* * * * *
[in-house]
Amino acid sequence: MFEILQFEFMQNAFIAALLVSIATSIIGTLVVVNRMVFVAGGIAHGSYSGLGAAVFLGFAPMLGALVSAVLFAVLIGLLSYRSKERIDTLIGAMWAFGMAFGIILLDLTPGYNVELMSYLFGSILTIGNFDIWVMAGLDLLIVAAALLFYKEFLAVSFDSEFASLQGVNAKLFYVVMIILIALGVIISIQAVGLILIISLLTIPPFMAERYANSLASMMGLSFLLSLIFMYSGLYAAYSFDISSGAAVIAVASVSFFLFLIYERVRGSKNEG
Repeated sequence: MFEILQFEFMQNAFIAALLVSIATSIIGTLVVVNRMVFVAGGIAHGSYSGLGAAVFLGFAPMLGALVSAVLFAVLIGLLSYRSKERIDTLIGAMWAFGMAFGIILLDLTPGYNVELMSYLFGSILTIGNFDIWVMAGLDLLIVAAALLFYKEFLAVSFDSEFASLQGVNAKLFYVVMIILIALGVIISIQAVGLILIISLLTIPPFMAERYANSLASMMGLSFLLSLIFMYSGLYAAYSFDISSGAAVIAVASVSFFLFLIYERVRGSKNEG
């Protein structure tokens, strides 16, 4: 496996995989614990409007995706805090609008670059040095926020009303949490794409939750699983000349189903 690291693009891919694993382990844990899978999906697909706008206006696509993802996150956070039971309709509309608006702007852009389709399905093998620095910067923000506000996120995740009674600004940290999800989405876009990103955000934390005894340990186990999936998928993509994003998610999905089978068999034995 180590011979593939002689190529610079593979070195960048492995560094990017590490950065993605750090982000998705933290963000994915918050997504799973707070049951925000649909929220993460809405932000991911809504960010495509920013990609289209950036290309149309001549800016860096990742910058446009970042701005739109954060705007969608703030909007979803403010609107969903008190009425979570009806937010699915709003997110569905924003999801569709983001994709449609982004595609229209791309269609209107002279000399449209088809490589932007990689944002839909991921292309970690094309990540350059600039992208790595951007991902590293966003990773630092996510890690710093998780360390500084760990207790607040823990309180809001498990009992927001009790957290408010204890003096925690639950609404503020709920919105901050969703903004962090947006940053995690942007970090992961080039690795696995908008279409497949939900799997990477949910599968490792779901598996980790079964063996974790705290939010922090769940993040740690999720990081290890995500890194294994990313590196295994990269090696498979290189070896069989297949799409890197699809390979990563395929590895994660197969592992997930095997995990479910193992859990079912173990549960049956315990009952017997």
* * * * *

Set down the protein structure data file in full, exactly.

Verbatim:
[in-house]
Amino acid sequence: MFEILQFEFMQNAFIAALLVSIATSIIGTLVVVNRMVFVAGGIAHGSYSGLGAAVFLGFAPMLGALVSAVLFAVLIGLLSYRSKERIDTLIGAMWAFGMAFGIILLDLTPGYNVELMSYLFGSILTIGNFDIWVMAGLDLLIVAAALLFYKEFLAVSFDSEFASLQGVNAKLFYVVMIILIALGVIISIQAVGLILIISLLTIPPFMAERYANSLASMMGLSFLLSLIFMYSGLYAAYSFDISSGAAVIAVASVSFFLFLIYERVRGSKNEG
Repeated sequence: MFEILQFEFMQNAFIAALLVSIATSIIGTLVVVNRMVFVAGGIAHGSYSGLGAAVFLGFAPMLGALVSAVLFAVLIGLLSYRSKERIDTLIGAMWAFGMAFGIILLDLTPGYNVELMSYLFGSILTIGNFDIWVMAGLDLLIVAAALLFYKEFLAVSFDSEFASLQGVNAKLFYVVMIILIALGVIISIQAVGLILIISLLTIPPFMAERYANSLASMMGLSFLLSLIFMYSGLYAAYSFDISSGAAVIAVASVSFFLFLIYERVRGSKNEG
């Protein structure tokens, strides 16, 4: 496996995989614990409007995706805090609008670059040095926020009303949490794409939750699983000349189903 690291693009891919694993382990844990899978999906697909706008206006696509993802996150956070039971309709509309608006702007852009389709399905093998620095910067923000506000996120995740009674600004940290999800989405876009990103955000934390005894340990186990999936998928993509994003998610999905089978068999034995 180590011979593939002689190529610079593979070195960048492995560094990017590490950065993605750090982000998705933290963000994915918050997504799973707070049951925000649909929220993460809405932000991911809504960010495509920013990609289209950036290309149309001549800016860096990742910058446009970042701005739109954060705007969608703030909007979803403010609107969903008190009425979570009806937010699915709003997110569905924003999801569709983001994709449609982004595609229209791309269609209107002279000399449209088809490589932007990689944002839909991921292309970690094309990540350059600039992208790595951007991902590293966003990773630092996510890690710093998780360390500084760990207790607040823990309180809001498990009992927001009790957290408010204890003096925690639950609404503020709920919105901050969703903004962090947006940053995690942007970090992961080039690795696995908008279409497949939900799997990477949910599968490792779901598996980790079964063996974790705290939010922090769940993040740690999720990081290890995500890194294994990313590196295994990269090696498979290189070896069989297949799409890197699809390979990563395929590895994660197969592992997930095997995990479910193992859990079912173990549960049956315990009952017997």